“Did you catch this?” the program insert for the John Golden Theatre’s production of The Shark Is Broken asks audience members. “Be on the lookout for the yellow barrel in the set from the original Jaws film!” I’m sorry to say that I failed to catch it. The same thing happens to me every time I go into Trader Joe’s and see that sign by the entrance exhorting shoppers’ children to look for the hidden monkey somewhere in the store. Luckily this has not prevented me from enjoying myself either at Trader Joe’s or at The Shark Is Broken.
The play, directed by Guy Masterson, dramatizes the long weeks spent filming the oceangoing portions of the movie Jaws, when Roy Scheider, Richard Dreyfuss, and Robert Shaw comprised the cast. It was cowritten by Shaw’s son Ian, who also stars as his father, who played Captain Quint in the film. “In 2017 I read a drinking diary my father kept, which I found painful and very brave. I had a mustache for another role I was playing. Suddenly I realized I looked like Quint,” begins the author’s note on the reverse side of the barrel notice. “I thought about my father’s drinking, and I realized I had a mustache” has the same banal-yet-timeless quality as “The serpent deceived me, and I ate”—it’s the helpless kind of understatement that sometimes accompanies profound truth. Realizing you’ve come to look like your father without meaning to is, after all, a helpless condition; you might as well revisit his past, while you’re at it.
And it really does seem like a wasted opportunity not to have written and starred in such a play when you’ve got a face that’s a near-perfect match for Robert Shaw’s, and his drinking diaries to boot. (I realize this is a matter of opinion, but for my money there’s not a more attractive man in American cinema than Shaw in Jaws, although I will accept competition from Gary Cooper in City Streets.) Ian Shaw also has more going for him than his patrimony: he’s nervily magnetic, boisterous and often menacing onstage, and never becomes so attached to delivering a faultless impression of his father that he fails to create something original.
The Shark Is Broken presents an idealized version of imperfect fatherhood, where a father’s failings are the same as the failings of twentieth-century Western masculinity, as if to say: My father was charismatic, intimidating, and unpredictable; other men wanted his approval and did a lot of push-ups in order to try to win it. (Alex Brightman, playing Richard Dreyfuss, does all the push-ups in the play; Colin Donnell, as Roy Scheider, never tries to do any, although he does eventually strip down to his underwear in a furious, failed attempt at sunbathing. Shaw never does pushups or takes his clothes off, because he doesn’t have to.) Sometimes Shaw offers that approval and sometimes he conceals it, but on stage, approval is always his to extend or withhold.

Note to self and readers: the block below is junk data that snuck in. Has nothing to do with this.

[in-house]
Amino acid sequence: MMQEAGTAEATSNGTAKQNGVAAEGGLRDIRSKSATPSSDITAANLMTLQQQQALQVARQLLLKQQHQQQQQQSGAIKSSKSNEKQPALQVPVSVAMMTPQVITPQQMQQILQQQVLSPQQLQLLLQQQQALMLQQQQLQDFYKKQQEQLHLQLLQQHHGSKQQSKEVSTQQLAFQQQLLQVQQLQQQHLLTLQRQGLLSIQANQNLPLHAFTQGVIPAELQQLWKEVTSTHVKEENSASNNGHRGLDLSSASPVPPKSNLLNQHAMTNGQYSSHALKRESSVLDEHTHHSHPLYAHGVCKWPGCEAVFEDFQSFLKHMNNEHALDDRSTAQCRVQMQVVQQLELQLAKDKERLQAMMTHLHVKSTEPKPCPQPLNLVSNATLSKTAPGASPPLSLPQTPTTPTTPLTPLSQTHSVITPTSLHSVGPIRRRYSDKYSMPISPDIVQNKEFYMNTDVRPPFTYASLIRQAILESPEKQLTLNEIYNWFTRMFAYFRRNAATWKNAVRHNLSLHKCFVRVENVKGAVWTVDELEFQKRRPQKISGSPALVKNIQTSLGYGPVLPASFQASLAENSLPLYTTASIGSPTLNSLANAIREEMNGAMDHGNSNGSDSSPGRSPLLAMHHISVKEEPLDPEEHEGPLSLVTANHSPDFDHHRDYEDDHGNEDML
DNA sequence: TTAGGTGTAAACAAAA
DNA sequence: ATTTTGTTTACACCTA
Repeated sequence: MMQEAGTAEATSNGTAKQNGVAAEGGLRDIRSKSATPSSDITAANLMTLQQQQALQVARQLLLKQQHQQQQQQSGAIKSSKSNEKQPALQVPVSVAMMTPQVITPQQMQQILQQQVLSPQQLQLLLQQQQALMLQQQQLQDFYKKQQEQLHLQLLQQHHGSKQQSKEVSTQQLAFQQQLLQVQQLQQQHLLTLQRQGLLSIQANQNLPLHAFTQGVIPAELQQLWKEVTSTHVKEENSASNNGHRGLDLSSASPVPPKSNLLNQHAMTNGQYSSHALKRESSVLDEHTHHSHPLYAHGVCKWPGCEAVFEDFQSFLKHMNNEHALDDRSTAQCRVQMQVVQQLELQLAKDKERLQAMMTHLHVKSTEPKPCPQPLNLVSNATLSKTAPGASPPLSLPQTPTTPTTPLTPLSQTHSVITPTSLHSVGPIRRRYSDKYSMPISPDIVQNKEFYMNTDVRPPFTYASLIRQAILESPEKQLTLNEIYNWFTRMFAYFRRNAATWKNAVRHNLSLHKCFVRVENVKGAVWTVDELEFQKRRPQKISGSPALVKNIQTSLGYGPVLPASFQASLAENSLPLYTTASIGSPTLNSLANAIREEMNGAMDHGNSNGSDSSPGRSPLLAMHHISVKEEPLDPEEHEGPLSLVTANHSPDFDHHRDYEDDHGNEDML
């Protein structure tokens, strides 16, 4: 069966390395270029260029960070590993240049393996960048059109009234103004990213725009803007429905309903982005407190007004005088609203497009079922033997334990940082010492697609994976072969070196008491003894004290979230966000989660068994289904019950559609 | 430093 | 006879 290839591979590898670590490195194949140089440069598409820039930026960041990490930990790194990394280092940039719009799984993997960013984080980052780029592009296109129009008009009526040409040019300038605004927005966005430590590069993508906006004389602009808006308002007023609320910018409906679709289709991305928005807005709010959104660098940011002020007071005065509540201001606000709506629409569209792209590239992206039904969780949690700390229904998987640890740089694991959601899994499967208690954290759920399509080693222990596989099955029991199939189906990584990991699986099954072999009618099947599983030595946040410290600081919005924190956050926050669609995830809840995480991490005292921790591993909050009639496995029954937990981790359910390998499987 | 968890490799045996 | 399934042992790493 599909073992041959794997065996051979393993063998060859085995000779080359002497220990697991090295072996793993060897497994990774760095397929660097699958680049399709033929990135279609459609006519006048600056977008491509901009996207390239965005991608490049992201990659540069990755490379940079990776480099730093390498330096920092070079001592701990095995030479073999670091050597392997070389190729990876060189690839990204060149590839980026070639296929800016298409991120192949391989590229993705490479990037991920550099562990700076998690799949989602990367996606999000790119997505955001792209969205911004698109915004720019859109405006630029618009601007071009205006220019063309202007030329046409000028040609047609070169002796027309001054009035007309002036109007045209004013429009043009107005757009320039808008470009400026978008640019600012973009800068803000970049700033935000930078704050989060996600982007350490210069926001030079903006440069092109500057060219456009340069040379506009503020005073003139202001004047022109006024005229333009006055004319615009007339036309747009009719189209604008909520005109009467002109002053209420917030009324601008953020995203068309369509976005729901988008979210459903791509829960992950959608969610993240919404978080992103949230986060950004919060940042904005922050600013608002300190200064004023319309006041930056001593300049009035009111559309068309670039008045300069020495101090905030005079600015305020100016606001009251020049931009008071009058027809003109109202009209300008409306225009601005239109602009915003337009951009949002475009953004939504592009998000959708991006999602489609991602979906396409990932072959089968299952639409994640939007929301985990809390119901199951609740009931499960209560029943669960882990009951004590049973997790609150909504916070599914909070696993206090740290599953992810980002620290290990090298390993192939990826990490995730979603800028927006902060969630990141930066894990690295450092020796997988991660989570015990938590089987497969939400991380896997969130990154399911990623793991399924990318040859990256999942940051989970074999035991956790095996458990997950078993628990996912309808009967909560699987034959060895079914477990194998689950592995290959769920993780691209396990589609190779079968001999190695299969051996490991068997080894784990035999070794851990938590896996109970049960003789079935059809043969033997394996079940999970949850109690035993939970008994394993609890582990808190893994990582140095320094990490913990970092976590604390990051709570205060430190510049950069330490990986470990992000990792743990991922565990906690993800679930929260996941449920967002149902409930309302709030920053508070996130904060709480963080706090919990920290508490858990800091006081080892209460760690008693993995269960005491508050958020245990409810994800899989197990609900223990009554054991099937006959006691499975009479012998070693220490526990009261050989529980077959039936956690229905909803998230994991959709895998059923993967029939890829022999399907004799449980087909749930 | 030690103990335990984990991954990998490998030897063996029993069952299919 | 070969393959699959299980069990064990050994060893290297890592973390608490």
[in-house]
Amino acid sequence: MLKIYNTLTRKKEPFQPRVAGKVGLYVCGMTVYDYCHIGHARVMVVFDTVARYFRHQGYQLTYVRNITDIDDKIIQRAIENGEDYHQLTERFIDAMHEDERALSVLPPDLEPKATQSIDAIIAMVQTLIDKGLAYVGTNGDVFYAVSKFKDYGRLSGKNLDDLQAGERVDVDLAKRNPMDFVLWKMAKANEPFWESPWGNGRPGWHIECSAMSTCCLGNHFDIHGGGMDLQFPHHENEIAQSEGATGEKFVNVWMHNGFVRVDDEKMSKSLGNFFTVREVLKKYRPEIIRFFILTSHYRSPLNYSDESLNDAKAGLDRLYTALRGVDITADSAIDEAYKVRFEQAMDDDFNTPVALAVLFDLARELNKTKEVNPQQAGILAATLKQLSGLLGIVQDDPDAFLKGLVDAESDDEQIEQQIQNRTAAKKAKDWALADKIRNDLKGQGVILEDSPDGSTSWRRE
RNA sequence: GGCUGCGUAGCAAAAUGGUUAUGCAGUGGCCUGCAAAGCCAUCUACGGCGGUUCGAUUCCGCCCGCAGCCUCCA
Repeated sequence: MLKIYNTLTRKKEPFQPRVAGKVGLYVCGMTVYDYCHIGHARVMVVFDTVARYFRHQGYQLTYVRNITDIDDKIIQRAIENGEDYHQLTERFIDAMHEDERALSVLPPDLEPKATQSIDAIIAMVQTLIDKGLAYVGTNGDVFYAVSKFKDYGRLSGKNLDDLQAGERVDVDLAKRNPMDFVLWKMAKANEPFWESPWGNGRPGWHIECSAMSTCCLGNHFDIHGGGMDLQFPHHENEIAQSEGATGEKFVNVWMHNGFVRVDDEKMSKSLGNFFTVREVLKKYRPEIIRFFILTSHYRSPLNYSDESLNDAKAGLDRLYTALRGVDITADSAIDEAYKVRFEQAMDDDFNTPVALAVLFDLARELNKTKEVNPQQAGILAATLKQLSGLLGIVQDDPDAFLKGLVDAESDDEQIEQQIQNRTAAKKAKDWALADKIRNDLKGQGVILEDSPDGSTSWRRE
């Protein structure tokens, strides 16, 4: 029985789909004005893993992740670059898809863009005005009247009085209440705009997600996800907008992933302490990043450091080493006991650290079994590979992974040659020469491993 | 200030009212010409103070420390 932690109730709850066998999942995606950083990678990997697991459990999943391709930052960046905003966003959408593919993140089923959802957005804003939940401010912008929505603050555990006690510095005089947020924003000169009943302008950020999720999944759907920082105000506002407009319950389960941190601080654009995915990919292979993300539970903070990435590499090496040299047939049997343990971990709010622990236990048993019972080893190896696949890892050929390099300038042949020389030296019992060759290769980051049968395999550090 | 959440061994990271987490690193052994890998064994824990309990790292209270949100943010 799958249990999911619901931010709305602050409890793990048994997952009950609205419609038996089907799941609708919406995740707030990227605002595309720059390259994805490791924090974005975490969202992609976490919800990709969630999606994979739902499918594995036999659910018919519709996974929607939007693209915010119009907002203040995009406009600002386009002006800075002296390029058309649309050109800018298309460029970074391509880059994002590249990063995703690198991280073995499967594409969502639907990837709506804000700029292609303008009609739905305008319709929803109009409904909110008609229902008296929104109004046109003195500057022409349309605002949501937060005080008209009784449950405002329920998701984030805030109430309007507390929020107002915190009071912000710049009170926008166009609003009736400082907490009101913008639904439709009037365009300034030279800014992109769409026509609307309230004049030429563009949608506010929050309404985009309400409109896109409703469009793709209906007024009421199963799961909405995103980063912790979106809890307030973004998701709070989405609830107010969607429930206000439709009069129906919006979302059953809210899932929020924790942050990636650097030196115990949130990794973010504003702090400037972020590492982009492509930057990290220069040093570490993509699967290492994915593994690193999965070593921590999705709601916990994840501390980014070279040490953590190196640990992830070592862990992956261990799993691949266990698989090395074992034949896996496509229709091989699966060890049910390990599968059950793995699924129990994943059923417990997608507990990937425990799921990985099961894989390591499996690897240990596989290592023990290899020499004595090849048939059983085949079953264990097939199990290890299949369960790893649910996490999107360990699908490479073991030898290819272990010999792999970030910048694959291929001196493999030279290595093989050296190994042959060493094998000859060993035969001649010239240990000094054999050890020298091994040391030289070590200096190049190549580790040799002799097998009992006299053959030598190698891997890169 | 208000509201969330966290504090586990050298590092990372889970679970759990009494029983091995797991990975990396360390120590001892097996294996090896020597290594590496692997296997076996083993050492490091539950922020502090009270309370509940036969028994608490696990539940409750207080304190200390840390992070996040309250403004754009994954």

While at sea, the real-life Dreyfuss, Scheider, and Shaw were often drunk, seasick, and trapped onboard their ship for days at a time, waiting for the weather to clear or for someone to repair the easily damaged pneumatic systems of the movie’s three mechanical sharks. The Shark Is Broken opens with the failure of one shark to work on cue, and the story is only restored to the original Jaws continuity in the last four minutes, making it a show primarily about what happens when Jaws breaks down, when inevitability stalls, and when dread fails to arrive on schedule.
The characters Dreyfuss, Scheider, and Shaw (Donnell, Brightman, and Ian Shaw are the only actors who appear on stage for the whole run of the show) frequently and pessimistically wonder whether the movie can possibly make money or even be finished. While they wait to be called to set, Scheider reads the newspaper and drinks a little, Dreyfuss peppers Shaw (his senior by twenty years and by far the most experienced actor, having received an Oscar nomination in 1967 for playing Henry VIII in A Man For All Seasons) with questions about acting, requests to be put in touch with Harold Pinter, and seemingly anything and everything else that scuds across the transom of his mind, often to Shaw’s annoyance. But Shaw’s success in Hollywood (cemented with back-to-back villainous turns in the 1973 megahit The Sting and 1974’s The Taking of Pelham One Two Three) had come relatively late in his career, and he was swamped with tax problems, unable to turn down work in order to support his ten children, and drinking heavily; he frequently left production to avoid taxation with trips to Canada. He died of a heart attack near his home in Ireland just three years after Jaws’s release.